Cell transformation induced by hepatitis C virus NS3 serine protease

R. Zemel, S. Gerechet, H. Greif, L. Bachmatove, Y. Birk, A. Golan-Goldhirsh, M. Kunin, Y. Berdichevsky, I. Benhar, R. Tur-Kaspa*

*Corresponding author for this work

Research output: Contribution to journalArticlepeer-review

75 Scopus citations


Persistent infection with hepatitis C virus (HCV) may lead to hepatocellular carcinoma (HCC). It has been suggested that HCV-encoded proteins are directly involved in the tumorigenic process. The HCV nonstructural protein NS3 has been identified as a virus-encoded serine protease. To study whether HCV NS3 has oncogenic activity, nontumorigenic rat fibroblast (RF) cells were stably transfected with an expression vector containing cDNA for the NS3 serine protease (nucleotides 3356-4080). The NS3 serine protease activity was determined in the transfected cells. The transfected cells grew rapidly and proliferated serum independently, lost contact inhibition, grew anchorage independently in soft agar and induced significant turnout formation in nude mice. Cells transfected with an expression vector containing a mutated NS3 serine protease (serine 139 to alanine at the catalytic site) showed no transforming abilities; their growth was dependent on serum and they did not grow anchorage independently in soft agar. Moreover, cells transfected with the NS3 serine protease and treated with the chymotrypsln inhibitors TPCK and PMSF (a serine protease inhibitor) lost their transforming feature. These results suggest that the NS3 serine protease of HCV is involved in cell transformation and that the ability to transform requires an active enzyme.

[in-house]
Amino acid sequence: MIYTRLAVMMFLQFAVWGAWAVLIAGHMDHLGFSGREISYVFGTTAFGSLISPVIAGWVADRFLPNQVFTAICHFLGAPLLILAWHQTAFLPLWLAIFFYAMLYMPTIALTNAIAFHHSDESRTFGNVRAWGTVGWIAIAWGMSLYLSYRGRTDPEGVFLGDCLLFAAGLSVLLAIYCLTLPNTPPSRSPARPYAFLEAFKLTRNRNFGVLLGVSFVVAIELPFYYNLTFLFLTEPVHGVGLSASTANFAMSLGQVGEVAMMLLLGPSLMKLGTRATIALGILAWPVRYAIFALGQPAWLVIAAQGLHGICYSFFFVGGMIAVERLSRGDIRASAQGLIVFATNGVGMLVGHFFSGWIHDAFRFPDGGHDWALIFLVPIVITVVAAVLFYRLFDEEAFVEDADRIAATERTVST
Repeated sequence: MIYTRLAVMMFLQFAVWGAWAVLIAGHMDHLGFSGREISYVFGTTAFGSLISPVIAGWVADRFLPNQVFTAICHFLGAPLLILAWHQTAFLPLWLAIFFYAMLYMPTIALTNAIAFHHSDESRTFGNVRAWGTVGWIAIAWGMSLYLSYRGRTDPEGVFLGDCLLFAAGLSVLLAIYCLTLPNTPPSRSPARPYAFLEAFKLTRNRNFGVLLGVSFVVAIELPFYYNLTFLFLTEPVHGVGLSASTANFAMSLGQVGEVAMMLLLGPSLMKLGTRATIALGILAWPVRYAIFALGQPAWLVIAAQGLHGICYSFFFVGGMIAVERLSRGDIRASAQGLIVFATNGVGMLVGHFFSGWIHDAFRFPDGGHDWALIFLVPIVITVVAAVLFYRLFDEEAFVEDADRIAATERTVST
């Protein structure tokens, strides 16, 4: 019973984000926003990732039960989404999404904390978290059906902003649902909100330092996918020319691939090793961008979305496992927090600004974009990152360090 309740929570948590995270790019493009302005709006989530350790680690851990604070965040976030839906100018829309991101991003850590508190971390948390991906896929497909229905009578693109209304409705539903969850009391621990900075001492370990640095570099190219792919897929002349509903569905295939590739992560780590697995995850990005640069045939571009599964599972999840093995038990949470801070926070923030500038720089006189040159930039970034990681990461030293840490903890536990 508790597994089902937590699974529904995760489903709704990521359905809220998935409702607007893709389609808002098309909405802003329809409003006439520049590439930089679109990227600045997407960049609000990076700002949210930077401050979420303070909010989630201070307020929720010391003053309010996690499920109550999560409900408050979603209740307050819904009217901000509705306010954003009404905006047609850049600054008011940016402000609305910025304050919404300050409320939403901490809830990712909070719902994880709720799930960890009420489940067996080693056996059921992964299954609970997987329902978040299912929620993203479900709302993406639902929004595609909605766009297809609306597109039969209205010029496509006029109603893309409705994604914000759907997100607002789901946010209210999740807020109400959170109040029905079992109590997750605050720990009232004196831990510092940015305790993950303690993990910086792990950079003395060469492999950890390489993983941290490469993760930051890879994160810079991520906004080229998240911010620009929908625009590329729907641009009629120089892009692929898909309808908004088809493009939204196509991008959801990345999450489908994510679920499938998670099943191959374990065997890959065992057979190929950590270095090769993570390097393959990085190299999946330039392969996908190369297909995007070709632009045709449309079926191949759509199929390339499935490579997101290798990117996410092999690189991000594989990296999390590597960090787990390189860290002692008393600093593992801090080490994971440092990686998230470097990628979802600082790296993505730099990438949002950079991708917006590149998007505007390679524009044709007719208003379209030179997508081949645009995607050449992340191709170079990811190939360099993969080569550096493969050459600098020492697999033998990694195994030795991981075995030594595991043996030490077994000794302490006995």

Original languageEnglish
Pages (from-to)96-102
Number of pages7
JournalJournal of Viral Hepatitis
Issue number2
StatePublished - 2001


  • Hepatitis C virus
  • NS3
  • Serine protease
  • Transformation


Dive into the research topics of 'Cell transformation induced by hepatitis C virus NS3 serine protease'. Together they form a unique fingerprint.

Cite this